TIFF20 REVIEW: Limbo [2020]

Rating: 8 out of 10.
  • Rating: NR | Runtime: 103 minutes
    Release Date: 2020 (UK)
    Studio: MUBI
    Director(s): Ben Sharrock
    Writer(s): Ben Sharrock

Tomorrow we’ll have apricots.


Two Africans, an Afghan, and a Syrian walk onto a remote island in Scotland. The punch line potential is infinite. Writer/director Ben Sharrock knows it too as he places them all in the same cramped apartment with a “Refugees Welcome” banner outside so they can argue about the merits of Ross and Rachel’s “break” courtesy of a burned “Friends” box set left behind by whomever lived their last. Add an eccentric cultural awareness course led by a duo in Helga (Sidse Babett Knudsen) and Boris (Kenneth Collard) who teach sexual harassment by having the former smack the latter’s intentionally handsy dance partner in the face and you’ll find yourself mimicking the class of foreigners watching in stunned silence thanks to the dryly humorous mix of confusion and horror.

Sharrock’s Limbo is very British in this way despite its multi-cultural cast of strangers in a very strange land. Omar (Amir El-Masry) fits perfectly as the straight man doing everything but mugging for the camera in response to whatever wild scenario unfolds before his eyes. He’s a promising young musician forced to leave his country after the Assad regime bombed it to the ground. With his parents residing in Turkey and his brother Nabil (Kais Nashif) staying behind to fight, all Omar has is the oud he hasn’t played in months because of a busted hand well past its need for a cast. He can’t busk for money and he can’t procure a job because of his status. There’s nothing to do but wait and hope for asylum.

It’s the same for the Freddie Mercury-loving Farhad (Vikash Bhai) and bickering brothers Wasef (Ola Orebiyi) and Abedi (Kwabena Ansah). They go to class, congregate by the local payphone to call home (as one character states: cell reception was better in the middle of the Mediterranean), and keep an eye on the mailbox for a letter sanctioning their stay. And when down time isn’t spent watching Joey Tribbiani’s latest antics, this quartet wanders the island to show us just how eccentric its nooks and crannies are. From townies doing donuts in the sand to a half-empty grocery with a spice section limited to ketchup and mustard, it’s no surprise Farhad eventually brings home a pet chicken. The Outer Hebrides doesn’t hold much for residents let alone their guests.

What begins as a modest and perhaps slight take on the refugee crisis tinged by an acquired yet welcome taste of British comedy, however, slowly reveals its underlying drama via the stark inevitability of its existence. You can only deflect from your plight so long before the stress and anxiety bubbles back to the surface. Maybe its Abedi’s frustration with Wasef’s implausible dream of playing for Chelsea or perhaps it’s Omar’s mother constantly trying to get him to speak with his brother despite their differences. Hope is waning. Omar is so lost in depression that he can’t even pick up his oud once the cast is cut off. Farhad does his best to be positive as his friend’s self-proclaimed agent/manager, but the dread threatens to consume them all.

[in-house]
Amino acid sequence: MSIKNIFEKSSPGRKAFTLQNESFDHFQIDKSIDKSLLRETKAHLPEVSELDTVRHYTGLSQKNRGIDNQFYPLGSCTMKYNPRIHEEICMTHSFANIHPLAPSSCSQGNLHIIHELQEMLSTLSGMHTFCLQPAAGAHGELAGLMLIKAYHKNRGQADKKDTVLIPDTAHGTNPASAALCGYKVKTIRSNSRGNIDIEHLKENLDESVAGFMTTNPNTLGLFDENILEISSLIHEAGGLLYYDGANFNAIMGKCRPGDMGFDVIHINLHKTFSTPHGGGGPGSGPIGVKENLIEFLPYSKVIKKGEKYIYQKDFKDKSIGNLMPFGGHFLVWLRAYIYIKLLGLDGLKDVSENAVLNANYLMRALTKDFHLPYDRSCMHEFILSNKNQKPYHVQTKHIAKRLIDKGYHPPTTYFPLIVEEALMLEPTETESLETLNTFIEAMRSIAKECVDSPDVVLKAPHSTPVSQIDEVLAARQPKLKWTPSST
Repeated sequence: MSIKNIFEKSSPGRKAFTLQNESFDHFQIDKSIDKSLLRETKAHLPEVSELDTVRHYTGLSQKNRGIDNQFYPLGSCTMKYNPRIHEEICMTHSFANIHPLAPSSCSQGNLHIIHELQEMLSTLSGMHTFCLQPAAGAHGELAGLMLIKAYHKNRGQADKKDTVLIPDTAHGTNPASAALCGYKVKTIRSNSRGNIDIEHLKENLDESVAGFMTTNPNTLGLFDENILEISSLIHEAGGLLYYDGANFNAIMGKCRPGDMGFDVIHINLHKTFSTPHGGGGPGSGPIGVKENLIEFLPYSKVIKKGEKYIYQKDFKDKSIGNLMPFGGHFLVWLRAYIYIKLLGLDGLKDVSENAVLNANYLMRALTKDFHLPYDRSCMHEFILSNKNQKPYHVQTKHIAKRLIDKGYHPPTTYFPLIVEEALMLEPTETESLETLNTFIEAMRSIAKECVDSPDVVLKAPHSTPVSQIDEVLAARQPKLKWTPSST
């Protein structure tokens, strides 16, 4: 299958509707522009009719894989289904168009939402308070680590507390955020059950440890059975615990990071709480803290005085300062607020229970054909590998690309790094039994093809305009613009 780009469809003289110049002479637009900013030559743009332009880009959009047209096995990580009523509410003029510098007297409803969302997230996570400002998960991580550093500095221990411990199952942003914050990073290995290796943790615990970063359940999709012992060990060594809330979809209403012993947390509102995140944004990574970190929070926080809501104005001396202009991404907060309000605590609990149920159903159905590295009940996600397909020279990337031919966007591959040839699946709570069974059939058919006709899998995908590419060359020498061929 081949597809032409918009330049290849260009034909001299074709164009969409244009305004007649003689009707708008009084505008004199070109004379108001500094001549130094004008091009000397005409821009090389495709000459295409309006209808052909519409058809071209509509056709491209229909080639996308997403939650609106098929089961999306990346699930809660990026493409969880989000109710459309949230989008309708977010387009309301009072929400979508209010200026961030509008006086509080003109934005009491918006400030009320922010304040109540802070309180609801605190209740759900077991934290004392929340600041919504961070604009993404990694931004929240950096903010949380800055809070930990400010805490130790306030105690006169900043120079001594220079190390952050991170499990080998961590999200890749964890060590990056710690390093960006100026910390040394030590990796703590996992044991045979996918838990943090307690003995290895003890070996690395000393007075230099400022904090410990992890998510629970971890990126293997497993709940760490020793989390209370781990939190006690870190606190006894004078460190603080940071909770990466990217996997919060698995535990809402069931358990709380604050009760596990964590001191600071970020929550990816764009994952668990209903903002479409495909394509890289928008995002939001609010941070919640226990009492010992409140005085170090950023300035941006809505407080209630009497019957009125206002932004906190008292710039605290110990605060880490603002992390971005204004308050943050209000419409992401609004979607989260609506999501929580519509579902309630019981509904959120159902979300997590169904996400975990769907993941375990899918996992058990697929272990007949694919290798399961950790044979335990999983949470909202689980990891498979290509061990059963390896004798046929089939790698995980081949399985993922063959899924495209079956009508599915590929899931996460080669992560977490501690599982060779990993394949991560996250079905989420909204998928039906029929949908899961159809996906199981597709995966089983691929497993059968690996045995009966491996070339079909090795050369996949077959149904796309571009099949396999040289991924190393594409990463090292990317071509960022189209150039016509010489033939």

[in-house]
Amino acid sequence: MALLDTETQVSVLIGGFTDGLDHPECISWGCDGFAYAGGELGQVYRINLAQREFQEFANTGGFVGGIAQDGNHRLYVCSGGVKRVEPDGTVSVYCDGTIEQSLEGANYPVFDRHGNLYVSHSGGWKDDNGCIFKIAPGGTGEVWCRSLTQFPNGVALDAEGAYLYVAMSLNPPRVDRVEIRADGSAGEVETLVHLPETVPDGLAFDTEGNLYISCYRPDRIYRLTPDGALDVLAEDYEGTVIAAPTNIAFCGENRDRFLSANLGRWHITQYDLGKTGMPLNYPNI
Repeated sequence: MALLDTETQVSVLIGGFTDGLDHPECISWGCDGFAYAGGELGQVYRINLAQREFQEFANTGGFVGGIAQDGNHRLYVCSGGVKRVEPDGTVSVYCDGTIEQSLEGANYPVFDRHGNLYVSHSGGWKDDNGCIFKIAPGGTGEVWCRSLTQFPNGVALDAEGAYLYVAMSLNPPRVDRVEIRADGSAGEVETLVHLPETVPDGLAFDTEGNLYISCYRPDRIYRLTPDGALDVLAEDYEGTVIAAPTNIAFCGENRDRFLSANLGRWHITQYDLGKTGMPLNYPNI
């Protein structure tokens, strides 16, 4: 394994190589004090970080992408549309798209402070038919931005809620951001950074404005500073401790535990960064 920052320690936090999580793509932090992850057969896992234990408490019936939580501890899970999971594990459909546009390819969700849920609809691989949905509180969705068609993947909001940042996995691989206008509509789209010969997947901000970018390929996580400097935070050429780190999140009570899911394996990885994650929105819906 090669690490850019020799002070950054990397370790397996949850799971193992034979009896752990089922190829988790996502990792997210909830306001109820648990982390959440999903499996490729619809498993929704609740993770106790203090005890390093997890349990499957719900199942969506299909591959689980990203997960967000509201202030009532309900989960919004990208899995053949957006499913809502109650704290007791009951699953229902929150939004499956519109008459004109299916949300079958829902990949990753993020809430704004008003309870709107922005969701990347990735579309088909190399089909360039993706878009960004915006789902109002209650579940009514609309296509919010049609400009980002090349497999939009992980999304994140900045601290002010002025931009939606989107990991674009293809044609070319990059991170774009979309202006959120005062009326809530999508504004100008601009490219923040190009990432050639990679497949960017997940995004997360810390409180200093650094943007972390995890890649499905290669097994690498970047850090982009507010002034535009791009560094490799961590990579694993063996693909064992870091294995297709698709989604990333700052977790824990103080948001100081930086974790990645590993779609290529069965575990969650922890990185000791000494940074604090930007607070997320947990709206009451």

With an unexpected visit by the police, Limbo becomes less of a zany take on troubling times and more of a devastating depiction of the nightmares provided to those who were lucky enough to escape whatever war or persecution is occurring in their homeland. Fearing the unknown of the future as well as the present is a tough pill to swallow and makes these men do desperate things in order to preserve what little chance at happiness they have left. With despair, jail, and even death awaiting them, it’s difficult not to give in to the increasing futility. Just like with the donation center: that which you need is often never available. Take a winter hat. Take a bicycle. But don’t expect to ever see a coat.

To pray for that government letter is therefore akin to ensuring it won’t come. And as more hardship befalls Omar and his friends after a blizzard blows in, you have to wonder if the money spent and dangers risked was worth it. That Sharrock can so subtly tell us why it was through a brief conversation between two characters separated by the frosted glass of an interior door without actually saying the words is a testament to how well-crafted his story proves. Because while Omar would be putting his life on the line returning to Syria’s never-ending onslaught of bombs, someone like Farhad might be forfeiting his instead. Where one hopes for a better future, the other quite literally has none if the UK doesn’t extend its hand.

That’s a powerful message made more potent by how naturally it takes over the plot without fully negating the comedic edge of the whole. Sharrock takes us into some really heavy territory and yet none of it feels pandering or exploitative. We get to know Omar and his plight too well to think anything that happens isn’t more feasible than earning asylum. Add living in America knowing that our president banned Syrian refugees from entering our borders and the fact my own grandfather immigrated from that country decades ago (prior to Lebanon’s separation) only makes it hit harder personally. No matter the horror or uncertainty of what might be, watching Omar pick up that oud to acknowledge he still has today is beyond heartening. Sometimes today is enough.


photography:
courtesy of TIFF

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